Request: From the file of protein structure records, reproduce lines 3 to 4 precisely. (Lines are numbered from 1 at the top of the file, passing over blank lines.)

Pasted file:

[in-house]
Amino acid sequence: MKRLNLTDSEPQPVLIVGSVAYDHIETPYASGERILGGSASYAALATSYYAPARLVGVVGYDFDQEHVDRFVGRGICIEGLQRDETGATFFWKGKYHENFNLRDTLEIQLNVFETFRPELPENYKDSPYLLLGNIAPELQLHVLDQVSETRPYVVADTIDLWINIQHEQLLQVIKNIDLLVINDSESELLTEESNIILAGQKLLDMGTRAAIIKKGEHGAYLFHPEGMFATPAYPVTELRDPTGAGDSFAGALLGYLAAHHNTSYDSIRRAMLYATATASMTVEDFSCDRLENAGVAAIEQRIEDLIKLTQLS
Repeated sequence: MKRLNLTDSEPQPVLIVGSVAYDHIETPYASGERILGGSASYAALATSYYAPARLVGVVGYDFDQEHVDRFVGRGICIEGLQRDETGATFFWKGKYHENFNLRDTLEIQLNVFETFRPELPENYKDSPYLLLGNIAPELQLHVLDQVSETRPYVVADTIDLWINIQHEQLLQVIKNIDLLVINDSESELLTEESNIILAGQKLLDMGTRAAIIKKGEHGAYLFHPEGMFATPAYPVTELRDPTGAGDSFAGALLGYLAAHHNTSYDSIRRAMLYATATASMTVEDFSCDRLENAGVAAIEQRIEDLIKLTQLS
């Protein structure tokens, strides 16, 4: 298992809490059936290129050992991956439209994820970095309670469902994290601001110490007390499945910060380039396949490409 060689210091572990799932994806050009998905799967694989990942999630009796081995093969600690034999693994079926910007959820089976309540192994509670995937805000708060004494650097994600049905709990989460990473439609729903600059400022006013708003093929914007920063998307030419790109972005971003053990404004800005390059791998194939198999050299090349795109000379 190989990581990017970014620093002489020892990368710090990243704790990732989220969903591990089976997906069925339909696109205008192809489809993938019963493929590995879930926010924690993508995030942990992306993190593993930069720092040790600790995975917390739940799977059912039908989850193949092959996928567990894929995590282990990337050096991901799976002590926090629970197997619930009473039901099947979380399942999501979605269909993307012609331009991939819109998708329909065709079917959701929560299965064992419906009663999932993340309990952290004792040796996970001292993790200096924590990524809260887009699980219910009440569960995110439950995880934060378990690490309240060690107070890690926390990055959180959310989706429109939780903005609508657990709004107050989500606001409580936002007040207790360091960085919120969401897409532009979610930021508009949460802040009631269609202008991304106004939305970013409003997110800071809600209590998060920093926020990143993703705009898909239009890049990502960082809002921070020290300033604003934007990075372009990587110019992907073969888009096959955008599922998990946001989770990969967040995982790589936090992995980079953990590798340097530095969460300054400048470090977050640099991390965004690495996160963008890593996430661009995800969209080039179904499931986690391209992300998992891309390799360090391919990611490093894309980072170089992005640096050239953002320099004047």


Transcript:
Repeated sequence: MKRLNLTDSEPQPVLIVGSVAYDHIETPYASGERILGGSASYAALATSYYAPARLVGVVGYDFDQEHVDRFVGRGICIEGLQRDETGATFFWKGKYHENFNLRDTLEIQLNVFETFRPELPENYKDSPYLLLGNIAPELQLHVLDQVSETRPYVVADTIDLWINIQHEQLLQVIKNIDLLVINDSESELLTEESNIILAGQKLLDMGTRAAIIKKGEHGAYLFHPEGMFATPAYPVTELRDPTGAGDSFAGALLGYLAAHHNTSYDSIRRAMLYATATASMTVEDFSCDRLENAGVAAIEQRIEDLIKLTQLS
């Protein structure tokens, strides 16, 4: 298992809490059936290129050992991956439209994820970095309670469902994290601001110490007390499945910060380039396949490409 060689210091572990799932994806050009998905799967694989990942999630009796081995093969600690034999693994079926910007959820089976309540192994509670995937805000708060004494650097994600049905709990989460990473439609729903600059400022006013708003093929914007920063998307030419790109972005971003053990404004800005390059791998194939198999050299090349795109000379 190989990581990017970014620093002489020892990368710090990243704790990732989220969903591990089976997906069925339909696109205008192809489809993938019963493929590995879930926010924690993508995030942990992306993190593993930069720092040790600790995975917390739940799977059912039908989850193949092959996928567990894929995590282990990337050096991901799976002590926090629970197997619930009473039901099947979380399942999501979605269909993307012609331009991939819109998708329909065709079917959701929560299965064992419906009663999932993340309990952290004792040796996970001292993790200096924590990524809260887009699980219910009440569960995110439950995880934060378990690490309240060690107070890690926390990055959180959310989706429109939780903005609508657990709004107050989500606001409580936002007040207790360091960085919120969401897409532009979610930021508009949460802040009631269609202008991304106004939305970013409003997110800071809600209590998060920093926020990143993703705009898909239009890049990502960082809002921070020290300033604003934007990075372009990587110019992907073969888009096959955008599922998990946001989770990969967040995982790589936090992995980079953990590798340097530095969460300054400048470090977050640099991390965004690495996160963008890593996430661009995800969209080039179904499931986690391209992300998992891309390799360090391919990611490093894309980072170089992005640096050239953002320099004047």